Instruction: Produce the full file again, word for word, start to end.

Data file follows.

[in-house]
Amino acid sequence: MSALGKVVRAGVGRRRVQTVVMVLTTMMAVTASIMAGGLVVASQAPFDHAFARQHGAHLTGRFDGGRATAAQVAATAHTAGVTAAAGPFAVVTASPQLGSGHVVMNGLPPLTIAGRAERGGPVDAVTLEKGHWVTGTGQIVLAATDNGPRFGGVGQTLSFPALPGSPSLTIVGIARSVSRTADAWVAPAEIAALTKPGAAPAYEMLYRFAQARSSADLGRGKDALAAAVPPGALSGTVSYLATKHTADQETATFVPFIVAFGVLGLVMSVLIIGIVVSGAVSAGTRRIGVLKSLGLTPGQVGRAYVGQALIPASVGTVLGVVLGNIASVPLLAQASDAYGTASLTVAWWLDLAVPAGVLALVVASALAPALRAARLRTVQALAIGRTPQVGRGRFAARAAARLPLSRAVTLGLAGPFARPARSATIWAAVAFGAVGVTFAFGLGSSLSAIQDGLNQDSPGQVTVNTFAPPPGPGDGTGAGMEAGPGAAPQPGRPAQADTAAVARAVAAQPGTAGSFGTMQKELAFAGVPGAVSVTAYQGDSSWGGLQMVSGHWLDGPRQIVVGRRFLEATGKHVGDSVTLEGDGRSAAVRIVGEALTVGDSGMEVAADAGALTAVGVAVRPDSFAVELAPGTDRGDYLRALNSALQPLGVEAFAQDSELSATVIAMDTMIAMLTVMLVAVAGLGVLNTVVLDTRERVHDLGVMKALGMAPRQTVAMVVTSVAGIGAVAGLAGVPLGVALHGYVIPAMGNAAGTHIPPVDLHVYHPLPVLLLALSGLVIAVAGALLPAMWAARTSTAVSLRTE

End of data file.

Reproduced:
[in-house]
Amino acid sequence: MSALGKVVRAGVGRRRVQTVVMVLTTMMAVTASIMAGGLVVASQAPFDHAFARQHGAHLTGRFDGGRATAAQVAATAHTAGVTAAAGPFAVVTASPQLGSGHVVMNGLPPLTIAGRAERGGPVDAVTLEKGHWVTGTGQIVLAATDNGPRFGGVGQTLSFPALPGSPSLTIVGIARSVSRTADAWVAPAEIAALTKPGAAPAYEMLYRFAQARSSADLGRGKDALAAAVPPGALSGTVSYLATKHTADQETATFVPFIVAFGVLGLVMSVLIIGIVVSGAVSAGTRRIGVLKSLGLTPGQVGRAYVGQALIPASVGTVLGVVLGNIASVPLLAQASDAYGTASLTVAWWLDLAVPAGVLALVVASALAPALRAARLRTVQALAIGRTPQVGRGRFAARAAARLPLSRAVTLGLAGPFARPARSATIWAAVAFGAVGVTFAFGLGSSLSAIQDGLNQDSPGQVTVNTFAPPPGPGDGTGAGMEAGPGAAPQPGRPAQADTAAVARAVAAQPGTAGSFGTMQKELAFAGVPGAVSVTAYQGDSSWGGLQMVSGHWLDGPRQIVVGRRFLEATGKHVGDSVTLEGDGRSAAVRIVGEALTVGDSGMEVAADAGALTAVGVAVRPDSFAVELAPGTDRGDYLRALNSALQPLGVEAFAQDSELSATVIAMDTMIAMLTVMLVAVAGLGVLNTVVLDTRERVHDLGVMKALGMAPRQTVAMVVTSVAGIGAVAGLAGVPLGVALHGYVIPAMGNAAGTHIPPVDLHVYHPLPVLLLALSGLVIAVAGALLPAMWAARTSTAVSLRTE